Between Mobility and Immobility: Traffic and Public Space in Phnom Penh, Cambodia
“The city of Phnom Penh, Cambodia, is a particularly interesting case study metropolis for an urban structure reformation process. The Pol Pot-regime forcefully evicted Cambodia’s urban population in 1975, leaving the capital a ‘ghost-city’ for years. Phnom Penh had then to reboot its urban life after the Vietnamese expulsed the Khmer Rouge from the city in 1979. For nearly three decades, urban space has been reorganised mainly as a self-organised process by the neo-city dwellers. The widely open use of public space as a multiple purpose surface for transportation, economic activities or as a place for leisure has recently become contested by the state authorities. Buildings and road systems are the material basis of a city. Constructional arrangements constitute spaces and regulate or limit their use. Accordingly, public space is a hybrid of built and mobile environments with fluid social delineation and fluctuating official allocation. On the basis of historical evidence, states around the world have eagerly assigned themselves the role of arbiter regarding these contested areas in-between the private and the public sphere since the ‘age of modernisation’. The (re)rise of state power in Cambodia gives an example of reshuffling urban space and demarcating it in separate spheres by traffic regulations which are implicitly performative and demonstrative acts. This paper is based on participatory observation, interviews with policy makers of the Municipality of Phnom Penh (MPP) and various inhabitants of the capital.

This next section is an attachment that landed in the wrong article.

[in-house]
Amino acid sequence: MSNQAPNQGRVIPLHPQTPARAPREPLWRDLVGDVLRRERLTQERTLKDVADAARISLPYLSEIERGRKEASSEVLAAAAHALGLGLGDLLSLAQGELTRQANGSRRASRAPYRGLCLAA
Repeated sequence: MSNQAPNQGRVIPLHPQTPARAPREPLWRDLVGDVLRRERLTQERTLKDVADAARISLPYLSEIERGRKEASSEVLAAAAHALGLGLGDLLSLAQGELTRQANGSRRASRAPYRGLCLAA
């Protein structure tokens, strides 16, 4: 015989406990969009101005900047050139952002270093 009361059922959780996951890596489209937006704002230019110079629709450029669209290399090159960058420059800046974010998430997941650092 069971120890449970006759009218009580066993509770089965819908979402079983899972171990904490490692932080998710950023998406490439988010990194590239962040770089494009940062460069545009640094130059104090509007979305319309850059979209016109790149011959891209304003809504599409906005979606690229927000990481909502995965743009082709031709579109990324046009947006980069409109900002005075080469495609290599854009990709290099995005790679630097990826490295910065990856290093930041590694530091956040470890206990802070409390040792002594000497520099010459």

Key Words: Phnom Penh; traffic; transportation; public space
[Submitted as Scientific Paper: 10 September 2011,
revised paper received and accepted: 17 November 2011]”